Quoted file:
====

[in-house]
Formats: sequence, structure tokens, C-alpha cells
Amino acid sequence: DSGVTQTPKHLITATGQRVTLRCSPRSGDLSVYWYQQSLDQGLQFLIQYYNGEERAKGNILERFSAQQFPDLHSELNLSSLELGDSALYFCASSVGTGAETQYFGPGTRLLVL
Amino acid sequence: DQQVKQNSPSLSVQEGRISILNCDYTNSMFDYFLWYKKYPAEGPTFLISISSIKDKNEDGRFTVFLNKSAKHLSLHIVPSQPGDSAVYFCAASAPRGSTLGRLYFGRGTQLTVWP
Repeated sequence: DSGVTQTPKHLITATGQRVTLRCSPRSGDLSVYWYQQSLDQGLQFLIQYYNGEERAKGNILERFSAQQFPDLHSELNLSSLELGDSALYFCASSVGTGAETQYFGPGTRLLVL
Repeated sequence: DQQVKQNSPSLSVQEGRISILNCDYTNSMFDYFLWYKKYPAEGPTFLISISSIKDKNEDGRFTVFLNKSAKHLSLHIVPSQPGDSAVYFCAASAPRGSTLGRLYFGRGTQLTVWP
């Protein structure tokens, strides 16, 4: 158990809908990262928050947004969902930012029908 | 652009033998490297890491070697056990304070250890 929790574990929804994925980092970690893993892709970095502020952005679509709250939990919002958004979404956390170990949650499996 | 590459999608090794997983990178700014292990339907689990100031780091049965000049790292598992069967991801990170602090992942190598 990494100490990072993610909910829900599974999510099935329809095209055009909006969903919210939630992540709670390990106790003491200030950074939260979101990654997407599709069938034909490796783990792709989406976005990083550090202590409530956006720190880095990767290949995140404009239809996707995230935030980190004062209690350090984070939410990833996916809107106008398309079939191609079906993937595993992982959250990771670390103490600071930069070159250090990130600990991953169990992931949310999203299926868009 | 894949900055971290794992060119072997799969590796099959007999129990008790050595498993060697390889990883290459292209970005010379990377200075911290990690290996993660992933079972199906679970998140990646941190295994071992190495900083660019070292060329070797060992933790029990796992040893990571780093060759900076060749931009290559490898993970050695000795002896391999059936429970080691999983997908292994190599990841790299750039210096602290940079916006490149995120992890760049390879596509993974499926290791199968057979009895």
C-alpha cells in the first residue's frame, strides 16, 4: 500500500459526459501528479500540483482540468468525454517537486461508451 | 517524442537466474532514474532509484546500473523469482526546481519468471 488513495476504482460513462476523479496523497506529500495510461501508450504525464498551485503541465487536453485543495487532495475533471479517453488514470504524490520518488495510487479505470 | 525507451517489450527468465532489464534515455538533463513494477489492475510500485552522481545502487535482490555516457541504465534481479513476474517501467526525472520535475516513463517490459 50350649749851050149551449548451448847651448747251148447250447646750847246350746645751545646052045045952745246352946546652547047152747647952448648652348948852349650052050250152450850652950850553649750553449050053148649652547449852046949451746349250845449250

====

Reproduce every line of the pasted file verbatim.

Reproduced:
[in-house]
Formats: sequence, structure tokens, C-alpha cells
Amino acid sequence: DSGVTQTPKHLITATGQRVTLRCSPRSGDLSVYWYQQSLDQGLQFLIQYYNGEERAKGNILERFSAQQFPDLHSELNLSSLELGDSALYFCASSVGTGAETQYFGPGTRLLVL
Amino acid sequence: DQQVKQNSPSLSVQEGRISILNCDYTNSMFDYFLWYKKYPAEGPTFLISISSIKDKNEDGRFTVFLNKSAKHLSLHIVPSQPGDSAVYFCAASAPRGSTLGRLYFGRGTQLTVWP
Repeated sequence: DSGVTQTPKHLITATGQRVTLRCSPRSGDLSVYWYQQSLDQGLQFLIQYYNGEERAKGNILERFSAQQFPDLHSELNLSSLELGDSALYFCASSVGTGAETQYFGPGTRLLVL
Repeated sequence: DQQVKQNSPSLSVQEGRISILNCDYTNSMFDYFLWYKKYPAEGPTFLISISSIKDKNEDGRFTVFLNKSAKHLSLHIVPSQPGDSAVYFCAASAPRGSTLGRLYFGRGTQLTVWP
């Protein structure tokens, strides 16, 4: 158990809908990262928050947004969902930012029908 | 652009033998490297890491070697056990304070250890 929790574990929804994925980092970690893993892709970095502020952005679509709250939990919002958004979404956390170990949650499996 | 590459999608090794997983990178700014292990339907689990100031780091049965000049790292598992069967991801990170602090992942190598 990494100490990072993610909910829900599974999510099935329809095209055009909006969903919210939630992540709670390990106790003491200030950074939260979101990654997407599709069938034909490796783990792709989406976005990083550090202590409530956006720190880095990767290949995140404009239809996707995230935030980190004062209690350090984070939410990833996916809107106008398309079939191609079906993937595993992982959250990771670390103490600071930069070159250090990130600990991953169990992931949310999203299926868009 | 894949900055971290794992060119072997799969590796099959007999129990008790050595498993060697390889990883290459292209970005010379990377200075911290990690290996993660992933079972199906679970998140990646941190295994071992190495900083660019070292060329070797060992933790029990796992040893990571780093060759900076060749931009290559490898993970050695000795002896391999059936429970080691999983997908292994190599990841790299750039210096602290940079916006490149995120992890760049390879596509993974499926290791199968057979009895």
C-alpha cells in the first residue's frame, strides 16, 4: 500500500459526459501528479500540483482540468468525454517537486461508451 | 517524442537466474532514474532509484546500473523469482526546481519468471 488513495476504482460513462476523479496523497506529500495510461501508450504525464498551485503541465487536453485543495487532495475533471479517453488514470504524490520518488495510487479505470 | 525507451517489450527468465532489464534515455538533463513494477489492475510500485552522481545502487535482490555516457541504465534481479513476474517501467526525472520535475516513463517490459 50350649749851050149551449548451448847651448747251148447250447646750847246350746645751545646052045045952745246352946546652547047152747647952448648652348948852349650052050250152450850652950850553649750553449050053148649652547449852046949451746349250845449250